295. Graduation Speech

A friend of mine was asked to speak at a graduation. She was supposed to say some things to people who were about to start looking for teaching jobs. She asked me to try my hand at speechwriting, and here’s what I came up with:
“When I was asked to talk to you, I tried to pick out some words of wisdom to set you on a path that would get you a job and then enable you to do the job well and keep it. I don’t think there are words like that. There are so many variables that combine to build each teacher’s style that even if I could pick out great words of wisdom, they’d have to be tentative.
Besides, maybe you don’t want someone else’s wisdom right now. Maybe you want to try out your own wisdom first. Advice can help some people avoid some mistakes, but some of what I think are mistakes have to be made, either because you have to be the one to see their inappropriateness, or because for you, they’re not mistakes.
It’s also possible that you’re much more aware of what you think you’re doing wrong than of anything you’re doing well. There may be times when you hope nobody can see or hear what you’re doing. It’s unfortunate but true that the people who could most use help are often the ones who are least apt to ask for it, or accept it when it’s offered. When you’re starting out, you want to show people your strengths, and maybe asking for help, in your mind, is an admission of weakness. Maybe you think you’re supposed to start out as an expert.
After all, you’ve probably dealt with applications or interviews that ask you what you’ve already done to prove that you’re the one who should be hired. So no matter how earnestly I tell you that teachers have got to be learners, you may be hearing a different message from the people who can hire you. They may not actually be sending that message; they may know you’re just starting your teaching career, and they may be looking for people who seem ready to learn. But that isn’t necessarily what you hear.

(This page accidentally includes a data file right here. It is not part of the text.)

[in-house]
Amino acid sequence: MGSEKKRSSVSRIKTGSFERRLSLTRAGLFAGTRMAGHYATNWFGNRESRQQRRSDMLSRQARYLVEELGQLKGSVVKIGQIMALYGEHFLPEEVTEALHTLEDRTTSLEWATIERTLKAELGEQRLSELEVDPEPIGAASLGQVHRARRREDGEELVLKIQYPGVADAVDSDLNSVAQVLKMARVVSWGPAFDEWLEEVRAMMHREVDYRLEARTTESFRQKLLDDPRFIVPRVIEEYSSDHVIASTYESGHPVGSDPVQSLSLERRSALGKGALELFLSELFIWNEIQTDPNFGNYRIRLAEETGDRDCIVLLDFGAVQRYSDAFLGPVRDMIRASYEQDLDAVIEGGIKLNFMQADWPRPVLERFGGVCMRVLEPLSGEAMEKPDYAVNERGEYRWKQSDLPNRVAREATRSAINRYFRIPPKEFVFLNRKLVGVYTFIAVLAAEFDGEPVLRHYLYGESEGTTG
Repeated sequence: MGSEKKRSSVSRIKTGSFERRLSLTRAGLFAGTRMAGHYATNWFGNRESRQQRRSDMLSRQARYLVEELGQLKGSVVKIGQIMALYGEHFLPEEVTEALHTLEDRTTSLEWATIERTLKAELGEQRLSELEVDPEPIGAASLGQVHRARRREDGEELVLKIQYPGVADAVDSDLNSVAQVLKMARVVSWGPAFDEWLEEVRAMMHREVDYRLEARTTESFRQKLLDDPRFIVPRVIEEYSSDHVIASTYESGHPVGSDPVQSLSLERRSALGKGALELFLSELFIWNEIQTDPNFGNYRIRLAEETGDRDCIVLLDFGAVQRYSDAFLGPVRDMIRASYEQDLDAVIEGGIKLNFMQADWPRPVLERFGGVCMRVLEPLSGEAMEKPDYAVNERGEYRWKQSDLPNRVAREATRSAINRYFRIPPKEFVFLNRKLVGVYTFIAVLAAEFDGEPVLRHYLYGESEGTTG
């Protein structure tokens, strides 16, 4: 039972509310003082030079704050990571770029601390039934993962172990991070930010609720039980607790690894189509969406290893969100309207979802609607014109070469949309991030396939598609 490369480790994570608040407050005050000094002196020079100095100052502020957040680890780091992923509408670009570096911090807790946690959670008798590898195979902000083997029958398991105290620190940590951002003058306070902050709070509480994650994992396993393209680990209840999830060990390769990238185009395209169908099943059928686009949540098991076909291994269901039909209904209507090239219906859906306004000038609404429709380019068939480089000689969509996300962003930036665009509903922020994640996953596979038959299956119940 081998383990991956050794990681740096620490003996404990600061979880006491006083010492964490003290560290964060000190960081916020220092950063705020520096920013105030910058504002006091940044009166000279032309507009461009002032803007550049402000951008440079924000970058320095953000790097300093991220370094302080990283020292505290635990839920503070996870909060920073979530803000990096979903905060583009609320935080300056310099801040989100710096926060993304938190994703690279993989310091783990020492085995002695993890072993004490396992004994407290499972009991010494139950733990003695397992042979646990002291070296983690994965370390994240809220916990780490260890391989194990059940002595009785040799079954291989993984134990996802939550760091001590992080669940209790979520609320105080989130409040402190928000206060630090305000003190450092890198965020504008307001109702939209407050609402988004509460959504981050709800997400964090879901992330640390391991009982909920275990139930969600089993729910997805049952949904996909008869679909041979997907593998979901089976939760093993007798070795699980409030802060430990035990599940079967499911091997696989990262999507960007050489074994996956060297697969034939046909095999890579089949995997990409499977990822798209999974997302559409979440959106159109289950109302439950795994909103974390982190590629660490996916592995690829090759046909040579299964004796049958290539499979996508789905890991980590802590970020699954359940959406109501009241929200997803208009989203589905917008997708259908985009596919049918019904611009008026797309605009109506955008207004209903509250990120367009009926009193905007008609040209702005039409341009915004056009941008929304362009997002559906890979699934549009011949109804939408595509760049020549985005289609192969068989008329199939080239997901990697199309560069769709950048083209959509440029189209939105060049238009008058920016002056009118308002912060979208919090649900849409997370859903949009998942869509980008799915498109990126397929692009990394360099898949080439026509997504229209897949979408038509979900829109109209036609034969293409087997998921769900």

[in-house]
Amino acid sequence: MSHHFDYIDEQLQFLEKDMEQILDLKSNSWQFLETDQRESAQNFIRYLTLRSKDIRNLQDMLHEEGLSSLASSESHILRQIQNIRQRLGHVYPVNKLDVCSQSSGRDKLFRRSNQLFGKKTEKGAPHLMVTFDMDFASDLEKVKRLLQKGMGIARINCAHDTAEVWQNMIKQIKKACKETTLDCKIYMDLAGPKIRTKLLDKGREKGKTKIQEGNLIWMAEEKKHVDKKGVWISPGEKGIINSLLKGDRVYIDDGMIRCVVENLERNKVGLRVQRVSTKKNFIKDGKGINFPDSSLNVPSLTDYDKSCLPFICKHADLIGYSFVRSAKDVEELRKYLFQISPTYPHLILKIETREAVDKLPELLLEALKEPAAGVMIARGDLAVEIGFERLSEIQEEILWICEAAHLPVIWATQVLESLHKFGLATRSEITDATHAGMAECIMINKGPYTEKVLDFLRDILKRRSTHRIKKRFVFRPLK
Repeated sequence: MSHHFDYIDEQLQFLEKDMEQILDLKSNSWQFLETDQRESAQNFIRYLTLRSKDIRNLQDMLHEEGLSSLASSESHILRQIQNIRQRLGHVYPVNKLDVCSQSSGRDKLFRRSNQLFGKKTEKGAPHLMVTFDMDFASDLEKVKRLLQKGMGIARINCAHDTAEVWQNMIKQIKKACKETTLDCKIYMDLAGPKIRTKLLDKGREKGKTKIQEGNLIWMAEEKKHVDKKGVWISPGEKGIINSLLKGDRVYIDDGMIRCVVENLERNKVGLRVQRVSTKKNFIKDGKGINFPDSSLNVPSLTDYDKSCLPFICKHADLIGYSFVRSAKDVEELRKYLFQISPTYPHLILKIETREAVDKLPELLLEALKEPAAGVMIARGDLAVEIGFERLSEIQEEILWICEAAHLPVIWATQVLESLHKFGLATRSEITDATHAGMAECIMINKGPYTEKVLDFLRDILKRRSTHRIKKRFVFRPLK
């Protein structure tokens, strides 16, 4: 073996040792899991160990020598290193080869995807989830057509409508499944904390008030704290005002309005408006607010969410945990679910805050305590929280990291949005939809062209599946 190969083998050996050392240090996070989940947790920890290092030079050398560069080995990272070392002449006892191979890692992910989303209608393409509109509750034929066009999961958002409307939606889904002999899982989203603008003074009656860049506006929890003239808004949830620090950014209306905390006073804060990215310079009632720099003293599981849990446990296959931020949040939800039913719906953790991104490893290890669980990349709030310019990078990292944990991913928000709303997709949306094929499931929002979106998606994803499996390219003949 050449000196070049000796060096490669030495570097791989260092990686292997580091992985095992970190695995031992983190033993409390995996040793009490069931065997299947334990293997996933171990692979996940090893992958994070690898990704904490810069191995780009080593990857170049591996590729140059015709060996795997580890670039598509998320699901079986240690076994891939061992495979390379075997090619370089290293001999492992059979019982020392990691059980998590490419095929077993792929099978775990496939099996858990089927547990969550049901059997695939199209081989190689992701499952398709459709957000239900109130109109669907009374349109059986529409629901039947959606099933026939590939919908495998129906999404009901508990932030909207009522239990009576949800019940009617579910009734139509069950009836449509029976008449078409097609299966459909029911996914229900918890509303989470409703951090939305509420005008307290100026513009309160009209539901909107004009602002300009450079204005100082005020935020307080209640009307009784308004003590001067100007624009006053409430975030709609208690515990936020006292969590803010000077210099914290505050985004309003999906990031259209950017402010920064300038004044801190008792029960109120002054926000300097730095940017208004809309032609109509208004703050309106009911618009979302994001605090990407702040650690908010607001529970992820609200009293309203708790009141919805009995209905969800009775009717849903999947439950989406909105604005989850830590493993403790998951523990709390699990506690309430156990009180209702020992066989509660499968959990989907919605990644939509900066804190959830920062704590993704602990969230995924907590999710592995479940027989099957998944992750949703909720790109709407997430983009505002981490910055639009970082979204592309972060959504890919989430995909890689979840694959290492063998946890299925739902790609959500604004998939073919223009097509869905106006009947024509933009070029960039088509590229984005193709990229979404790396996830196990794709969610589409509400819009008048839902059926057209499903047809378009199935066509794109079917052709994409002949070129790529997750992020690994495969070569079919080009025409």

Still, notwithstanding the scary questions that ask you what you’ve already done, it could be that schools are looking for you – the one who is excited about teaching – excited enough to look for jobs even when finding one seems like an
impossible dream. As teachers, we specialize in impossible dreams anyway. And no matter how thrilled you’ll be when you land your first teaching job, please leave room for the possibility that the school or school system that hires you, the teachers who will be your colleagues, and the children you’ll teach are pretty lucky to have you.
If you need some help, I hope you can ask for it. If not now, soon. You have some great ideas that we experienced teachers have never thought of, even after years of teaching, and if we hear about those ideas, we may want to use them. We hope you don’t mind. And in return, we hope you ask us for help sometimes. It’s not a sign of weakness; it’s a sign of commitment to growth. And we’re teachers. That means a lot of us are really into helping people learn, anyway. Please give us a chance.”

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